Update - Tropical skies bring tropical rains

We'll be watching for those roaming downpours today (and beyond), though it won't be an all-day washout. Nevertheless it's not the best time for outdoor activities of appreciable length.

Updates Below

A good Thursday to one and all :-)

As we've been discussing this week, the showers are arriving in greater numbers today. Today and tomorrow will be the rainiest two days we've had in a while. It's owing to the moisture-rich storm that has already caused flooding in the Midwest now advancing to the tri-state area.

HPC - Surface Map - Thursday Afternoon

Anyone who caught a late-day downpour already knows the kind of thing we'll get today. Thunderstorms will also be a part of it, but severe weather is not expected to join us (fine with me). There is a risk for spot flooding, but it would primarily be in the typical areas prone to such things every time it rains hard.

Here's a look at our rainfall expectations:

HAS Precipitation Forecast HPC Precipitation Forecast

This is more than enough to drag out the umbrellas, force cancellations, and the like.

The more complicated part is trying to spot the end-point for this rain. The models are indicating a break in the action coming during the weekend...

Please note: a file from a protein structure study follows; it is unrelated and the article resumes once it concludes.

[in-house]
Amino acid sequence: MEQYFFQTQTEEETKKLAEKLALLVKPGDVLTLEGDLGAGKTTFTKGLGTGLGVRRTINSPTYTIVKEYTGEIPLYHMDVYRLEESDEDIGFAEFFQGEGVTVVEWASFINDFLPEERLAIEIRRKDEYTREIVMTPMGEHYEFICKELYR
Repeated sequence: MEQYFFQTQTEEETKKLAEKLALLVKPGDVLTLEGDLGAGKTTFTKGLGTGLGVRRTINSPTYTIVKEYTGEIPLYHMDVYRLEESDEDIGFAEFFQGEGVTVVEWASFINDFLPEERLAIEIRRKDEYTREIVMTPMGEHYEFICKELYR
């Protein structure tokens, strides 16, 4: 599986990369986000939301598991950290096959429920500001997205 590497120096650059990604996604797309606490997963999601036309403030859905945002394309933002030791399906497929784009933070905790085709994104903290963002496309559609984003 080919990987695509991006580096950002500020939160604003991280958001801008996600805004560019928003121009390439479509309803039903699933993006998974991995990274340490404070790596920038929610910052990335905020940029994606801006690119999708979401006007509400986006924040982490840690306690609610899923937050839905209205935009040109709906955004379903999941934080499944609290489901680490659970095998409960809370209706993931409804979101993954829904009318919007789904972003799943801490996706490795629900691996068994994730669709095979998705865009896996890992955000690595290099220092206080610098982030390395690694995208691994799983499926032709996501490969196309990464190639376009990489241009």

NAM - Saturday AM GFS - Sunday PM

The NAM is advertising a morning departure of the rain on Saturday, opening up the afternoon for the backyard barbecue. The GFS however, is a bit more stodgy and prefers a scenario where moisture hangs up on the Appalachians. I usually prefer the NAM in the close-in time frame because of its better grid resolution (you could think the GFS is smearing rain around mathematically where none may end up occurring to compensate). Showing both is a good idea for those who know how to manage risk and probability when it comes to planning outdoor events. As far as a better specificity on our weekend, perhaps another day of model runs is a good idea :-)

Update (5:00am) - Speaking about "tropical skies", the tropics have begun its activity, in particular the Gulf of Mexico. Tropical Storm Andrea has formed, and is heading to the Florida coast. June tropical systems aren't all that rare. After all, the "season" for the tropics starts in June. But, the most common months for storms is August through early October. Here's the latest on Andrea:

NHC - Tropical Storm Andrea - Track Gulf Of Mexico Infrared Satellite Imagery

The most glaring thing I'm seeing with this is that folks heading to Myrtle Beach for the weekend will be disappointed with the weather. The rainiest days are Friday and Saturday down there. If you're thinking about taking on the Grand Strand for the week though, once this system kicks out, some better skies await along with more of the same pleasant temperatures.

Regional Radar/Satellite with Warnings Tracking

Accuweather Radar

From the Storm Prediction Center (below): Click For a Larger Image

Activity Overview Storm Outlook Watches Potential Watches Storm Reports
Temperatures HD Doppler Radar Estimated Rainfall Active Warnings
Current Temperatures HD Doppler Radar Estimated Rainfall Active NWS Warnings
Click For Larger Click For Interactive Radar Click For Larger Click For Larger

Have a great day everyone!


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